Tuesday, 3 July 2012

Raid on Suaram aborted by faulty warrant

A group of officers from the Companies Commission of Malaysia who came to conduct a "routine inspection" at the premises of human rights group Suaram about 3pm today had to turn back because their warrant was invalid.

ops scorpene dinner 220711 cynthia gabriel"The warrant must be signed by the registrar. It was not and the person who came along was only a deputy.

"They have decided to come back tomorrow," Suaram board member Cynthia Gabriel told Malaysiakini.

Gabriel said four CCM officers who turned up wanted to interview Suaram staff as well as look at its documents and accounts.

Suaram became a household name in Malaysia after it spearheaded the campaign to get French authorities investigate alleged corruption in the sale of two Scorpene submarines to Malaysia by French shipbuilder DCNS.

The matter is now the subject of a probe by the French courts, which had disclosed alleged illegal kickbacks involving DCNS officials as well as prominent Malaysian personalities and companies.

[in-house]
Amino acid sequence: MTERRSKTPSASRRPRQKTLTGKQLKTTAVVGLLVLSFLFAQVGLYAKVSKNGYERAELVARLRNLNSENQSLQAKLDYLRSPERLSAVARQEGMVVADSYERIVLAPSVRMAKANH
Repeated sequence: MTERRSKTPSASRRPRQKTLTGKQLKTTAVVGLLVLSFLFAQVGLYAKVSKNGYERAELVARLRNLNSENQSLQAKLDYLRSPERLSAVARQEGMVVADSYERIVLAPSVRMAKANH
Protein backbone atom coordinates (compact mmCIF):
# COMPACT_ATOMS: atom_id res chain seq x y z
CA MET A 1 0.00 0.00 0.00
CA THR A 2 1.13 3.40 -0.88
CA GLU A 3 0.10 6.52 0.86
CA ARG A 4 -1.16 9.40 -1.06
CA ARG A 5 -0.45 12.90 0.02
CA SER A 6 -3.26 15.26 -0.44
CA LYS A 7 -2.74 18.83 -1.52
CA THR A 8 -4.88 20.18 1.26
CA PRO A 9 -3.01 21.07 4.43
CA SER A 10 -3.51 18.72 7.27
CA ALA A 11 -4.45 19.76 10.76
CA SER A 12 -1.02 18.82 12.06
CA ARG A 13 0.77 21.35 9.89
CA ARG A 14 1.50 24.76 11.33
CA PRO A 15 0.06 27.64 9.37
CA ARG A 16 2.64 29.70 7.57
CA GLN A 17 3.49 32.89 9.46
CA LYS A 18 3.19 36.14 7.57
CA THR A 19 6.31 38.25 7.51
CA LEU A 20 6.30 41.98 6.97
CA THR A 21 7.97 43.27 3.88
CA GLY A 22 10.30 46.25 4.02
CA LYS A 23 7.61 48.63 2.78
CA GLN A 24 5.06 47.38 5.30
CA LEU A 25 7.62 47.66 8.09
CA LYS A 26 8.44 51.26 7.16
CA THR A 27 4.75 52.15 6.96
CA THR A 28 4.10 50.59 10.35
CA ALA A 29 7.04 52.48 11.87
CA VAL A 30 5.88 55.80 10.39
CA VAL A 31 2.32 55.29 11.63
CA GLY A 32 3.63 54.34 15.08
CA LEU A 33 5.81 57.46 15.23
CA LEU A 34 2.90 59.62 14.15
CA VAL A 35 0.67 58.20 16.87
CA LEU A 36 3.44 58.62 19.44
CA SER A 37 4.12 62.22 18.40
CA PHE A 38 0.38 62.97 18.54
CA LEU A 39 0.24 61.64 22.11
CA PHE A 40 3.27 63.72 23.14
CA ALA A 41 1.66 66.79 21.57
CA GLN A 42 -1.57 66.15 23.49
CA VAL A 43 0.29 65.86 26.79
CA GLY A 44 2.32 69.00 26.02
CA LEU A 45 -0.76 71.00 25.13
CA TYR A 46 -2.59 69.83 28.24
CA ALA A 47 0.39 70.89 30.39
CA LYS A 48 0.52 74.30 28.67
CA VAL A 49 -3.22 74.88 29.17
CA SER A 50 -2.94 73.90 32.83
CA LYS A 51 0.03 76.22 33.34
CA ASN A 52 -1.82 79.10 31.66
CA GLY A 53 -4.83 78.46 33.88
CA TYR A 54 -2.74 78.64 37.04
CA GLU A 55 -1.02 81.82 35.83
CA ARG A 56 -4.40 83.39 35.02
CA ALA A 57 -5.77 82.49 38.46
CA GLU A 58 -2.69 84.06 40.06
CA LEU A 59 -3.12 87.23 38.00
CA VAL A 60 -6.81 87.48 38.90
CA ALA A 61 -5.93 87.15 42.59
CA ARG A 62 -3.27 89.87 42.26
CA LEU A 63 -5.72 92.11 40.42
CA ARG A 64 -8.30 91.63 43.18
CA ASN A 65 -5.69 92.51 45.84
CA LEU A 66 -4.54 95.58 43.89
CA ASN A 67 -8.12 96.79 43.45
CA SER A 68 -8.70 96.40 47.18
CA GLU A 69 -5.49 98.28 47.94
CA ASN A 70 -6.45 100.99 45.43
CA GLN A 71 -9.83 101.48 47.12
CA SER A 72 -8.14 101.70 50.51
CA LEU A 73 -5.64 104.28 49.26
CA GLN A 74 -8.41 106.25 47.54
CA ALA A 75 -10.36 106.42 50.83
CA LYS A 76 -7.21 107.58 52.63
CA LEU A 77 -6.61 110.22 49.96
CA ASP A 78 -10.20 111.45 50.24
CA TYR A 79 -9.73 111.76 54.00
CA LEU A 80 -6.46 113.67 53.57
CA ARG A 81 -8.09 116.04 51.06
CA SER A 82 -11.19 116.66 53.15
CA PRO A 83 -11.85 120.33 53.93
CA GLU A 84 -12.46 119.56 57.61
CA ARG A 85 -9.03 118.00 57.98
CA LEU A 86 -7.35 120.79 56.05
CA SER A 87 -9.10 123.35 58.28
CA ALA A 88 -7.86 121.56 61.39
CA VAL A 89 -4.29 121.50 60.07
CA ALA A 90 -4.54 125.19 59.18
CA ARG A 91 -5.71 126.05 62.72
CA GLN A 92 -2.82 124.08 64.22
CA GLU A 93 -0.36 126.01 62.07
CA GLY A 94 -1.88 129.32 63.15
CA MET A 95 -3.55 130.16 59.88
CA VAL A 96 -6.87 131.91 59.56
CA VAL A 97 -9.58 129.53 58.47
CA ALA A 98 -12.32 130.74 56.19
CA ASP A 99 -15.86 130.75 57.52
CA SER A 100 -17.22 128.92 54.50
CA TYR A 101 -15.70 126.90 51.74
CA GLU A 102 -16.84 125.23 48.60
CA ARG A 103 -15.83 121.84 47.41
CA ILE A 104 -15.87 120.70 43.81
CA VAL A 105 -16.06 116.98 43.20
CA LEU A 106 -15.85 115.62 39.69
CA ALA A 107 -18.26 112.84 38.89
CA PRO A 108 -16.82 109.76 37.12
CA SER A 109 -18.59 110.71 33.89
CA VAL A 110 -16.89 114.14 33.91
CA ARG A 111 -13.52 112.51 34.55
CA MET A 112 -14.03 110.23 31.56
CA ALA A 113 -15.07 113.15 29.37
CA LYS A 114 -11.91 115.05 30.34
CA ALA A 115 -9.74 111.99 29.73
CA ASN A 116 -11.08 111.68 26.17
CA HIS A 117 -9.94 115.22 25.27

According to court investigation papers leaked online by John Berthelsen, editor of the Asian Sentinel, among those named in the investigation are Umno, Abdul Razak Baginda , who is a close confidante of Prime Minister Najib Abdul Razak, and several companies linked to Malaysian officials and their family members.
‘Unnecessary harassment’

Gabriel also condemned the raidon Suaram as “unnecessary harrasment”.

military malaysia navy french built submarine scorpene class“It is to distract members of the public and divert attention from the ongoing probe into corruption involved in the Scorpene deal,” she lamented.

The raid on Suaram followed calls from Umno-linked NGOs that want Suaram to disclose why, as a human rights group, it is registered as a company; to come clean on its sources of funding and what happened to nearly one million ringgit it posted as earnings since 2009.

Raids and “routine inspections” of organisations that vocally criticise the ruling BN coalition are not new, especially at times when the government faces intense monitoring and questioning from NGOs.

One instance was during the Reformasi movement of the late 90s, when a number of vocal critics of the government came under ‘investigation’ for alleged financial irregularities.

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